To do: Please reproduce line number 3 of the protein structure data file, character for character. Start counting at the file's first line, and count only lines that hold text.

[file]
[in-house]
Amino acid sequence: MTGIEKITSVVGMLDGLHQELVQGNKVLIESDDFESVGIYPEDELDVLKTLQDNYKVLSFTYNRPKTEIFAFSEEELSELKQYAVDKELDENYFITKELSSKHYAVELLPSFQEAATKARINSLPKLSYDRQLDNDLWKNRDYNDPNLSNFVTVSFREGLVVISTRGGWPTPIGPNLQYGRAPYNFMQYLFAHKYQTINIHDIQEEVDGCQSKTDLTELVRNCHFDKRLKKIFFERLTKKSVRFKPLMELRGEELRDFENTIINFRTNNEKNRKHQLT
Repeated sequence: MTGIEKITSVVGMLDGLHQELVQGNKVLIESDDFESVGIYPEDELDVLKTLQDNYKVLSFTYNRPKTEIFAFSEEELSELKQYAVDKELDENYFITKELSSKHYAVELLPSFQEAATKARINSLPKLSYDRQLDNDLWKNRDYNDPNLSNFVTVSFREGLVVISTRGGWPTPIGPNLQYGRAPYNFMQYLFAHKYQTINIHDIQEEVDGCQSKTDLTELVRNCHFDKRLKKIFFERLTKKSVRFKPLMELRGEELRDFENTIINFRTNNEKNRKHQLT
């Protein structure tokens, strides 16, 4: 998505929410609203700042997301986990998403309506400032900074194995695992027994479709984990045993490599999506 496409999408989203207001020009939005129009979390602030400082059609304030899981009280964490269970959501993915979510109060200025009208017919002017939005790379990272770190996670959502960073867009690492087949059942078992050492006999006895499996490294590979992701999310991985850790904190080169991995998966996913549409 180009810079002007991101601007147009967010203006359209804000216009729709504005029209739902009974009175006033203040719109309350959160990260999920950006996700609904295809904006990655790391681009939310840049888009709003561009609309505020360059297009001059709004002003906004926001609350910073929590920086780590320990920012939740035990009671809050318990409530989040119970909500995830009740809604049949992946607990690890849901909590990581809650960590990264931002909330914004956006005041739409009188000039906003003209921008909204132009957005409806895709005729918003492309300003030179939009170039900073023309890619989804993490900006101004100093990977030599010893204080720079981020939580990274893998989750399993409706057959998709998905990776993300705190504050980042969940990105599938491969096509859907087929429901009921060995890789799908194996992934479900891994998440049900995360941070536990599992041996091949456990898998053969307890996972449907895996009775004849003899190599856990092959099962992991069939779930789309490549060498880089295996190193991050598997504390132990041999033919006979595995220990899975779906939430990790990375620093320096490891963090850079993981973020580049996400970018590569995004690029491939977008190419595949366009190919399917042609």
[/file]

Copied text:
Repeated sequence: MTGIEKITSVVGMLDGLHQELVQGNKVLIESDDFESVGIYPEDELDVLKTLQDNYKVLSFTYNRPKTEIFAFSEEELSELKQYAVDKELDENYFITKELSSKHYAVELLPSFQEAATKARINSLPKLSYDRQLDNDLWKNRDYNDPNLSNFVTVSFREGLVVISTRGGWPTPIGPNLQYGRAPYNFMQYLFAHKYQTINIHDIQEEVDGCQSKTDLTELVRNCHFDKRLKKIFFERLTKKSVRFKPLMELRGEELRDFENTIINFRTNNEKNRKHQLT